Now you can add your powder and go crazy. POWDER ALL THE THINGS!!!! (Is it weird that I’m now craving French Toast?)

But wait! There’s more! Don’t forget the seal lid. Pop that sucker on.

And then add the ring back on top & guess what?

You got damn better security for storage/traveling than you do with those dinky plastic “lids” of the overpriced powder sugar shakers you buy at the store.
And that my friends – is how to save some $$ and feel accomplished in your craftiness in about 10 minutes. 🙂
Real Quick – The hair powder in my jar is my own, that I make. It’s made mostly out of wheat starch (btw – wheat starch is not flour) which was the most common way that hair powder was made in the 18th century. If you want to do a super fast DIY & you don’t want to drop money on wheat starch (cause it’s hard to find & expensive) Corn/Potato/Rice starch will do fine – they have a similar feel to them (I’ve experimented a lot…) but unless you’re doing a specific impression where you know flour was used – don’t use it. Ok? It’s too coarse & unrefined (name that Disney Tune!), and it will not behave the same way that a starch would. 
<3 <3


  • Sandyland

    October 25, 2016 at 4:27 PM

    I have the perfect powder dispenser! Of course it is not even remotely period correct, but it is really fun. It is an Avon Puff the Magic Dragon talc dispenser. LOL They were made in the 1980s and discontinued, but I found one at an estate sale for 50 cents. Just fill the little guy with powder, and when you squeeze him the talc shoots out his nostrils! Not as practical as yours, but oh so much fun!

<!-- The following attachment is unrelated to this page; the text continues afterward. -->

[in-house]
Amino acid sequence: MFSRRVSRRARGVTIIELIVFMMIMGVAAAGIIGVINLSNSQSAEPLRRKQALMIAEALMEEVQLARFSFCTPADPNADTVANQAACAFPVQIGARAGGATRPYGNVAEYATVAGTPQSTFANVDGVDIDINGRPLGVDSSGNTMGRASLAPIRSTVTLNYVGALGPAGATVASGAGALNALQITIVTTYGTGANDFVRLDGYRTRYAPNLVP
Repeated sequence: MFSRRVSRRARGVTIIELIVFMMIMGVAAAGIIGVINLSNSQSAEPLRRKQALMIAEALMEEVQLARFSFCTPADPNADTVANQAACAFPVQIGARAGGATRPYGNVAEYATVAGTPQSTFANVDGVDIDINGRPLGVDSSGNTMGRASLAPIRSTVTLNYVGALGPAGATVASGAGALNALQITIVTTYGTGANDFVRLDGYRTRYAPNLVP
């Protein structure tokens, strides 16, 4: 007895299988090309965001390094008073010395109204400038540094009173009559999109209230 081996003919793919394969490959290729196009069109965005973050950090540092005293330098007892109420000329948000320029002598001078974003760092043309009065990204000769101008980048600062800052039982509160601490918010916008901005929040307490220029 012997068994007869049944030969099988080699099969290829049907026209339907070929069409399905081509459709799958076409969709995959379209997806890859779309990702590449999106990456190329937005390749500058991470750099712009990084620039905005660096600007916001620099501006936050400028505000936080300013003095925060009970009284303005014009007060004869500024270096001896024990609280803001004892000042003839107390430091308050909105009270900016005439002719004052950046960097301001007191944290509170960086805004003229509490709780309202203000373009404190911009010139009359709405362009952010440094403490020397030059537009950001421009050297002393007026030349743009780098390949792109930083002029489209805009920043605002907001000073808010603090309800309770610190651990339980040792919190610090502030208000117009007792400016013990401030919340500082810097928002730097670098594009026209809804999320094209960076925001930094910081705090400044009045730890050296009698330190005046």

• Abby

      October 27, 2016 at 1:48 AM

      Thanks! I kept looking at that part when I was writing the blog and my brain was going "does not compute something is wrong", but I was too tired to see/know the correction! 🙂

  • Ms. Rebecca

    October 25, 2016 at 9:17 PM

    I would never have thought of using this method(I have hoards of mason jars lying around…)for hair powder, let alone powdered sugar. Well done dear Abby!

    While I am a 19th and early 20th century gal, I do use "dry shampoo" (a mixture of arrowroot powder, cornstarch, and crushed lavender buds) on my hair. I wondered what to put it in that would make it easier to dispense into my hair. I have quite a collection now of crystaline glass salt and pepper shakers that I have found in various places, some even antique. It works surprisingly well. But for fear of seeming unrefined, I may have to try your technique.

    B of Life on the Flying VS Farm.

    • Abby

      October 27, 2016 at 1:52 AM